WiFi data surveillance: A threat to students’ privacy rights

Niko Malhotra

Last month, Dean of the College Marlene Sandstrom and Director of Campus Safety and Security (CSS) Dave Boyer revealed that they used WiFi data during the College’s investigation of the Feb. 26 Wood House party to track down those that attended the gathering. In doing so, the administration undermined the collective privacy rights of Williams students by abusing its power over WiFi data. This investigative overreach raises important concerns about the state of students’ privacy rights at the College and how the administration and CSS sought out the students who attended the large gathering. 

The first question students and community members should ask is: Why did Sandstrom and Boyer take over a month to reveal this information even though they were pressed by the Record at the time of the investigation? Their lack of transparency reveals the potentially insufficient justification and flawed basis for this breach of student privacy rights. When students use College WiFi, they expect a reasonable level of privacy. However, when the administration and CSS use WiFi access to track students’ locations, they threaten students’ autonomy and sense of personal safety. The College’s campus should not be converted into a surveillance state where students feel like they are being constantly watched or monitored through their use of personal technology. By accessing the WiFi data of potential Wood partygoers, the administration and CSS eroded the fundamental trust between themselves and the students, threatening cooperation on issues important to campus safety and public health. 

This sets a troubling precedent for future abuse of student privacy rights. It is entirely unclear whether the broad usage of WiFi data will be limited to tracking large gatherings in the COVID era or whether the data will be potentially utilized to identify students who commit other infractions such as vandalism or trespassing into closed campus buildings. The administration has not laid out the parameters for its usage of this power, and this uncertainty should worry all students who value their privacy rights on campus. Students intent on breaking the rules will likely now just turn off their WiFi when attending illicit gatherings, but students’ privacy rights will remain fundamentally challenged if they cannot assure their personal freedom and autonomy without undue interference from the administration and CSS.

The Office for Information Technology (OIT) has written privacy policy guidelines which state that “OIT respects and protects your privacy, but may be required to release information if we receive a legal subpoena or we are contacted by Senior Staff that you have violated College policy.” In both of these exceptions, there must be a pre-established suspicion of wrongdoing directed at specific individuals. Yet during the Wood investigation, CSS and the administration did not know the identities of those who attended and used WiFi data to seek out these individuals in direct contrast to when there is an established reasonable suspicion of wrongdoing as laid out in the OIT policy. 

Additionally, OIT’s policy on Emergency Access of Information says that the College can access information on College systems in exceptions that “may be required based on legal action (such as a court order), may involve the health and/or safety of an individual or group, or be prompted by urgent college business needs.” The potential COVID health consequences of the Wood gathering served as the justification for accessing WiFi data, but this data was not used for identifying individuals for potential quarantine or extra COVID testing. Rather it was used to enforce disciplinary consequences and the removal of students from campus. If the Wood gathering was truly an urgent health emergency, the WiFi data would be utilized for containing a possible outbreak rather than sending home over one hundred students, potentially seeding multiple outbreaks across the nation.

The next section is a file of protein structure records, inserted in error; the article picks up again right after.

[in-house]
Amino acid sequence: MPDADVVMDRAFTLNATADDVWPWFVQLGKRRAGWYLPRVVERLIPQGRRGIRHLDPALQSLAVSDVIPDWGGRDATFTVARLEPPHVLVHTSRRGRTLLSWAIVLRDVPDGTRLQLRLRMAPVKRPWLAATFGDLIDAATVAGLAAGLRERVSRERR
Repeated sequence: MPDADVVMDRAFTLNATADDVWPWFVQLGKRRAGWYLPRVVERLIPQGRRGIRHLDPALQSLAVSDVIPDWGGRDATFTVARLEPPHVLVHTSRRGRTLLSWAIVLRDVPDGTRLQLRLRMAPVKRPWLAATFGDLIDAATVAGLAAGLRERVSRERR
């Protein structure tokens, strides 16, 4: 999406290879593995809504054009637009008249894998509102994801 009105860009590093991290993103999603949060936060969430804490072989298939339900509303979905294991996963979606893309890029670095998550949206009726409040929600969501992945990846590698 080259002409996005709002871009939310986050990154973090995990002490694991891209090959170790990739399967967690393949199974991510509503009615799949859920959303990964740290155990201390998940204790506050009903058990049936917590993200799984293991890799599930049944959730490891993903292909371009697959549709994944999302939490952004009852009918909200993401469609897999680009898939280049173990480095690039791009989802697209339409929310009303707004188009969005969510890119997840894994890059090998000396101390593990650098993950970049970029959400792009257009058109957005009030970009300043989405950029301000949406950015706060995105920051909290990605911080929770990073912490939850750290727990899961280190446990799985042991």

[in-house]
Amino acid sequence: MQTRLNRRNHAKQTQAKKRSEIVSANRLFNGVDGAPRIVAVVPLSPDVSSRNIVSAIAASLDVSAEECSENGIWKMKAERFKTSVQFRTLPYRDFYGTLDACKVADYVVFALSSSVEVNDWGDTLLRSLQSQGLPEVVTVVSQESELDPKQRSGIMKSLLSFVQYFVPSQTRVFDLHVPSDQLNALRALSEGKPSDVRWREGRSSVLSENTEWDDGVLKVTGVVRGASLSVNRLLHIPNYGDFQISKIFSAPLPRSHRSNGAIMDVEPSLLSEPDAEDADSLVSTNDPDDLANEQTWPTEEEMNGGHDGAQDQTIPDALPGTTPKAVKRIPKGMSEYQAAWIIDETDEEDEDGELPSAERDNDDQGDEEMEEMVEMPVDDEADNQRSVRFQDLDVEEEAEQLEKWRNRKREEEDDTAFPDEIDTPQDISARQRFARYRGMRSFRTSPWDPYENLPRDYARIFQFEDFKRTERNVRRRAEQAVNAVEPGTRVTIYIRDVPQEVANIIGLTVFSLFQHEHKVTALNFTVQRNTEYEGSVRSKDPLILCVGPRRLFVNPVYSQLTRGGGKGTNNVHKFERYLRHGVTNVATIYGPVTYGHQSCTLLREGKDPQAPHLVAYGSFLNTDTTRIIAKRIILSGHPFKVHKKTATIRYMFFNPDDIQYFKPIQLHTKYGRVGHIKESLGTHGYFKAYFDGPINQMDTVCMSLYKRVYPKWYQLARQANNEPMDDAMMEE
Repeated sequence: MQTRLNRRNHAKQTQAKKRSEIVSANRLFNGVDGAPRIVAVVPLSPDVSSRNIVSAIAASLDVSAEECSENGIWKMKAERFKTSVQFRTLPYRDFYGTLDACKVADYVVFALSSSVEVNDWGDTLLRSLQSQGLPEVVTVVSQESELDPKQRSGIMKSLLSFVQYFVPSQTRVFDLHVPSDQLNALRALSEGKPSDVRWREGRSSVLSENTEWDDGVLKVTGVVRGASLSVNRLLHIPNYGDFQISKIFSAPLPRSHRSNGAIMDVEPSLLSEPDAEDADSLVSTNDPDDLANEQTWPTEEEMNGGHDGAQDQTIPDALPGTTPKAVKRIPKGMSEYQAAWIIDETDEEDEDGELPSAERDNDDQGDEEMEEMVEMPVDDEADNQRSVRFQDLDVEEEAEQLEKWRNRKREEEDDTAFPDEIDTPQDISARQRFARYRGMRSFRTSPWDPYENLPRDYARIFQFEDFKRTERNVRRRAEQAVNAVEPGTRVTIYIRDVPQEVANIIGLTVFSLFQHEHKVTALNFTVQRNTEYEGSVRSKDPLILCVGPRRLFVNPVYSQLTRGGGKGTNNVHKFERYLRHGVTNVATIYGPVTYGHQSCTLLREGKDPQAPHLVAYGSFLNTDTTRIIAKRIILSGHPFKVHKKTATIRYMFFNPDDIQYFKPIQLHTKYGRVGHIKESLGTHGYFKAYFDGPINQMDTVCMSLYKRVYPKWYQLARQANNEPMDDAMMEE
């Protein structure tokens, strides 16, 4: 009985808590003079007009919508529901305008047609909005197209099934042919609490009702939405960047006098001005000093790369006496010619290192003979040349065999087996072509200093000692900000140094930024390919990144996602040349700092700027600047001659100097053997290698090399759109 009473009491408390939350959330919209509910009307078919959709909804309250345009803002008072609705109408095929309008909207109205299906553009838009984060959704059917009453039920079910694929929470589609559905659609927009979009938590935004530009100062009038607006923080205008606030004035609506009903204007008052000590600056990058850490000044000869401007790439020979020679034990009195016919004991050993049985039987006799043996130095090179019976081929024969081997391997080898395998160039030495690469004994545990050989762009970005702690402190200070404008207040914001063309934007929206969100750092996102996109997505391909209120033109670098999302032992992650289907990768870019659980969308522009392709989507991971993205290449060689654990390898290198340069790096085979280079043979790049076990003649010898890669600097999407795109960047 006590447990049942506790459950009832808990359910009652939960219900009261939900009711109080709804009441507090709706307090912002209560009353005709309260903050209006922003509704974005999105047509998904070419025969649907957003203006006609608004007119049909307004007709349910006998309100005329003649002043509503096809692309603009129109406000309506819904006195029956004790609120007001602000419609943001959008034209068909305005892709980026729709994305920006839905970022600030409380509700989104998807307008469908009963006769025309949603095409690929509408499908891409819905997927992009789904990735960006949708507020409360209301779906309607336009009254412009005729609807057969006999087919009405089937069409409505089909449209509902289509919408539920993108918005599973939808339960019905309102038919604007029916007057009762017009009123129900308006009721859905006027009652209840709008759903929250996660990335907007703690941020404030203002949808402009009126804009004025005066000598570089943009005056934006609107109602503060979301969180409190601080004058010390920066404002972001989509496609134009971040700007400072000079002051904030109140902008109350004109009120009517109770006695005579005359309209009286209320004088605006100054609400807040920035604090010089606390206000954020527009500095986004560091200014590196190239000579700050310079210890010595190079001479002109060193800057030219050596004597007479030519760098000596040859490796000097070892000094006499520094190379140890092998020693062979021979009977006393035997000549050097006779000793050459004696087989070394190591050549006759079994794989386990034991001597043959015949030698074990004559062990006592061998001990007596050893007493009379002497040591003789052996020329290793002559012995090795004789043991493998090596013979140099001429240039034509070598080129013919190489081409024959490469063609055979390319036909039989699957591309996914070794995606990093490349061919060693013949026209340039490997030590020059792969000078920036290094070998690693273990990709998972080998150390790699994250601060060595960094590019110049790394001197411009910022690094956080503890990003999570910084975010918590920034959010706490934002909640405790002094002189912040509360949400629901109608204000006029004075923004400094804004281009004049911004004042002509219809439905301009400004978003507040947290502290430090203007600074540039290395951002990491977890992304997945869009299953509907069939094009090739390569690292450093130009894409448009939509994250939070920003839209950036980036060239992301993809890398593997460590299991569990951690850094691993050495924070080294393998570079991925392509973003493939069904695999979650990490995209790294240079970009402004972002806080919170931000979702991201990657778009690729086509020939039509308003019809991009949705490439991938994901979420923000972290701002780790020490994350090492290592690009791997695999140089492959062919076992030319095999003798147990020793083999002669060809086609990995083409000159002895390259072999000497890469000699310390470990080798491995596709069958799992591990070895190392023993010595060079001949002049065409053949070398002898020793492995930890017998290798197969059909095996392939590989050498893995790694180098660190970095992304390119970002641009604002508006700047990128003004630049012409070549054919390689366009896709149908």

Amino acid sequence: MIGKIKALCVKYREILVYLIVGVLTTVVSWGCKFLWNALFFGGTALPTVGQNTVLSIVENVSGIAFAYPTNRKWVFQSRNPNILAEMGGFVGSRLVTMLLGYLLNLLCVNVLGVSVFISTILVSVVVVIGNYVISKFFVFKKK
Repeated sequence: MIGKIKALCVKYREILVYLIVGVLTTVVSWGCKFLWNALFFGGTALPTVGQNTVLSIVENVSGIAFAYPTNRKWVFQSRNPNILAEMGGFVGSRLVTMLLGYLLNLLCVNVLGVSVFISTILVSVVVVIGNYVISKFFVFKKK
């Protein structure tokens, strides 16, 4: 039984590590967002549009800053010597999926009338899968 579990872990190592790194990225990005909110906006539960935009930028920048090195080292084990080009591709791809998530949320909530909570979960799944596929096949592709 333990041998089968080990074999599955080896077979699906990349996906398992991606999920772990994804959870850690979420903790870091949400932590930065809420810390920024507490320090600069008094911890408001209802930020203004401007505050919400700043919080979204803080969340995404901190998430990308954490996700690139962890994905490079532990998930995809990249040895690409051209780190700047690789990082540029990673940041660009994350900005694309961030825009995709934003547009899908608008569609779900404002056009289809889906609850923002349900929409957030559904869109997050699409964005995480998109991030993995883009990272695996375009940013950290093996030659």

CSS and the administration’s approach to the usage of WiFi was also applied in an inconsistent manner between the Wood and Gladden gatherings. While the potential for public health consequences was a reason for the emergency access of OIT data during the Wood situation, WiFi data was not accessed at the Gladden gathering even though there was at least one documented positive case, and it could have potentially identified close contacts who did not voluntarily come forward. This absence of WiFi data usage during a clear public health situation at Gladden demonstrates that the administration was intent on using WiFi data to punish students rather than to protect the public health of the campus community. The clear contrast between these two situations erodes the administration’s justification for accessing WiFi data and reveals how they stretched and abused OIT privacy policies during the Wood investigation. 

We cannot fall into the trap of thinking that only people breaking the rules should be concerned about the College’s use of WiFi data. This is not merely an investigative tool, but rather an attack on our basic collective privacy rights. Students must not trade freedom and privacy for security solely because of the unique circumstances of the pandemic, for we may never regain this important right. Therefore, it is essential that students demand change and transparency from the administration to limit the use of WiFi data for disciplinary purposes and bolster OIT privacy policies. Students cannot live in perpetual fear. We have the power to advocate for the fundamental freedoms integral to our role as responsible community members.

Niko Malhotra ’24 is from Falmouth, Maine.